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Trailer Frame Help

 
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Fattdaddy
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Joined: 06 Feb 2010
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PostPosted: Wed Jan 20 16 2:07 pm    Post subject: Trailer Frame Help Reply with quote

I am planning on building a 5'x10' trailer (not including tounge) with a single 3500 # axle trailer for a couple smokers. My question is what material and gauge should I use to frame out the trailer?

Heres what I was thinking;

Frame = 2"x 3"x 1/8" tubing
Cross members = 2"x 3"x 3/16" C channel
Tounge = 2"x 3" X 3/16" tubing

I also thought about framing the whole trailer out using all C channel.

Any help would be appreciated.

Thanks
Bill
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k.a.m.
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PostPosted: Wed Jan 20 16 8:29 pm    Post subject: Reply with quote

If I were going with the C channel I would use 4" 5/4 Channel iron for the whole project. You can use 3" x 3" angle for your cross members.
Troy will be in here in a minute to line you out on tubing that is what he uses for his yard trailers he builds.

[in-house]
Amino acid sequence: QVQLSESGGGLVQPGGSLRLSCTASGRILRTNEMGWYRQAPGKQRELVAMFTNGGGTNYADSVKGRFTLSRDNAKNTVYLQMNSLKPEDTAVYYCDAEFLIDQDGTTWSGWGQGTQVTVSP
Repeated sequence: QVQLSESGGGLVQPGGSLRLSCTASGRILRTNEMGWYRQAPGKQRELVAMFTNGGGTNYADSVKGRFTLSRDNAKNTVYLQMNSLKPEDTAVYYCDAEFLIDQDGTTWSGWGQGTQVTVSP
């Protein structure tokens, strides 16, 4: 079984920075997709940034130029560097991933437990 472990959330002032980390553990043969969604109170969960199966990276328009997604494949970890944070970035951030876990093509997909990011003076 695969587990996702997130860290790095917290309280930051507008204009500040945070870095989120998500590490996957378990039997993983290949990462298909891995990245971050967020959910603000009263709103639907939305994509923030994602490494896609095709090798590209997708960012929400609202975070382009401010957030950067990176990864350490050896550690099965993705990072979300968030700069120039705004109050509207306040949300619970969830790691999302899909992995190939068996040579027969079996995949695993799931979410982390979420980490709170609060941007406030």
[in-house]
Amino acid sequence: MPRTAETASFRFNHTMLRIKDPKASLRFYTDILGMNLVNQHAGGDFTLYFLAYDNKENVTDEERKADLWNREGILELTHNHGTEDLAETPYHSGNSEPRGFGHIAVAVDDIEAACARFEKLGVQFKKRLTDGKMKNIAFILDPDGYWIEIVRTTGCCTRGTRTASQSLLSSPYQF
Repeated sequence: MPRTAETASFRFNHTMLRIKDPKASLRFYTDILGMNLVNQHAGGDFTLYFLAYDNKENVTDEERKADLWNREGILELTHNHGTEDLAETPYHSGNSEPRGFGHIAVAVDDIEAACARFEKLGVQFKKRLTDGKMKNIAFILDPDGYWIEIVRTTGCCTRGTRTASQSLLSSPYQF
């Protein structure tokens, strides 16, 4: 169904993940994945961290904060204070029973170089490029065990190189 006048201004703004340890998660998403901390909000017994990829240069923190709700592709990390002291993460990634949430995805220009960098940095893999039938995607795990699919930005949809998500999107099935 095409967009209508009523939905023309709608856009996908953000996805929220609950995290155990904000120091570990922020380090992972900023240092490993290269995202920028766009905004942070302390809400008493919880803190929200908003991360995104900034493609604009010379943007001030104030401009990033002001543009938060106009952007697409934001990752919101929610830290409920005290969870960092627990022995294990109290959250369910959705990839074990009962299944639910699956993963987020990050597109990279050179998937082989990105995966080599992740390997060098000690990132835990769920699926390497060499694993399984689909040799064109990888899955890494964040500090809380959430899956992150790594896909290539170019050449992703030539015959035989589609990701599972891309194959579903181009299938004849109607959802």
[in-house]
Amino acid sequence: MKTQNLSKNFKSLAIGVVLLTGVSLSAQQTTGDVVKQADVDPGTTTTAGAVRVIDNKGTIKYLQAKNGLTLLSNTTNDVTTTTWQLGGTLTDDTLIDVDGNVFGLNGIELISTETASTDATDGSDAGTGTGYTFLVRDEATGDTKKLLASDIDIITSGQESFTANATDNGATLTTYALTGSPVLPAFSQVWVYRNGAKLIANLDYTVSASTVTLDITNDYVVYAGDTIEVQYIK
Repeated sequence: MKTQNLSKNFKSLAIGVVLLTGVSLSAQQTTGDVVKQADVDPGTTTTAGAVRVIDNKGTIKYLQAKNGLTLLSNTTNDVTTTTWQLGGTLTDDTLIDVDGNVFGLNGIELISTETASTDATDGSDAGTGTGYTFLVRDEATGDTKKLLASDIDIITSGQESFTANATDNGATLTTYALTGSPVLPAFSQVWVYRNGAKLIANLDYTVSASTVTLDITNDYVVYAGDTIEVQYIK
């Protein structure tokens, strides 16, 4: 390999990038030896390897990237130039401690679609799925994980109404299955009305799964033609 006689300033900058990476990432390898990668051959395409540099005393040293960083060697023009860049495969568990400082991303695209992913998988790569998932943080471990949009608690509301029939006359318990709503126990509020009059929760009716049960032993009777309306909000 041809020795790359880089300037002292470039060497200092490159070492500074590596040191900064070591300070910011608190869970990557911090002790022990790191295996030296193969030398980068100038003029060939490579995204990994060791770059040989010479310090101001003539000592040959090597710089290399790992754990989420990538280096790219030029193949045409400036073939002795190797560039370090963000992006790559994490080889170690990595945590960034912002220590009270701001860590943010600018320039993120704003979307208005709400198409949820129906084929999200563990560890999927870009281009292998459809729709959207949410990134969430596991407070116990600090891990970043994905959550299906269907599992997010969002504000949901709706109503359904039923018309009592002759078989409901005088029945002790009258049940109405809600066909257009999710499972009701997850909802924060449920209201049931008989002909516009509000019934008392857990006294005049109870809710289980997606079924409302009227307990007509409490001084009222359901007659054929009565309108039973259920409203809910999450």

I hope this helps. Very Happy
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TrailerBuilder
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PostPosted: Wed Jan 20 16 9:16 pm    Post subject: Reply with quote

I would personally use 2x4 tubing for the build, but that is just my preference and what I use for all of my trailers up to 18'. I have used 2x3 on a 6x12 trailer before and it worked out just fine. Either way you go, I would use 11ga tube for the frame and cross members and definitely step up to the 3/16 or even 1/4 for the tongue rails. The 11ga cross members will be plenty strong for the build because your cookers or components are going to be welded in place and never move, so they are basically going to become part of the framework.

This is a 5x10 I built for the X4 BUILD, it is 2x4x1/4 framework and tongue, but that is what I had scrap of laying around. The cross members are 2x2x11ga except for a 2x4 tube I used where the cooker would weld to the framework.



If you need any help along the way, don't be shy to ask Very Happy
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gandrfab
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PostPosted: Wed Jan 20 16 9:56 pm    Post subject: Reply with quote

I would go with angle and channel.
tubing can hold water inside and rot from the inside out.
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TrailerBuilder
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PostPosted: Wed Jan 20 16 10:24 pm    Post subject: Reply with quote